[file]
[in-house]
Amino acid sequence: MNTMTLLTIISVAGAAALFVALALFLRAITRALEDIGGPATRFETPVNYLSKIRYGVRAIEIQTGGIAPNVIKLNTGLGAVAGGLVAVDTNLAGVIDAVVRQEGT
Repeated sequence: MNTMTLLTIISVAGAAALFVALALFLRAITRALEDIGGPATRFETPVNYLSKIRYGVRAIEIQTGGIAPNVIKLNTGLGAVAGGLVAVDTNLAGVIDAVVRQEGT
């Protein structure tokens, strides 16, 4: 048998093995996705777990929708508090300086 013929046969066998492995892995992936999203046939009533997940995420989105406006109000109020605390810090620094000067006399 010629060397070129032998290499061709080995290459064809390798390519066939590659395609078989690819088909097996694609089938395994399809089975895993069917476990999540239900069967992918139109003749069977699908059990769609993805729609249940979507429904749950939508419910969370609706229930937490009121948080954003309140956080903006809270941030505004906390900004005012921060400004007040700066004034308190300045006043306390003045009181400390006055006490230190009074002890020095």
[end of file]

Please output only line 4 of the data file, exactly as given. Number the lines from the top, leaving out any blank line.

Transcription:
């Protein structure tokens, strides 16, 4: 048998093995996705777990929708508090300086 013929046969066998492995892995992936999203046939009533997940995420989105406006109000109020605390810090620094000067006399 010629060397070129032998290499061709080995290459064809390798390519066939590659395609078989690819088909097996694609089938395994399809089975895993069917476990999540239900069967992918139109003749069977699908059990769609993805729609249940979507429904749950939508419910969370609706229930937490009121948080954003309140956080903006809270941030505004906390900004005012921060400004007040700066004034308190300045006043306390003045009181400390006055006490230190009074002890020095």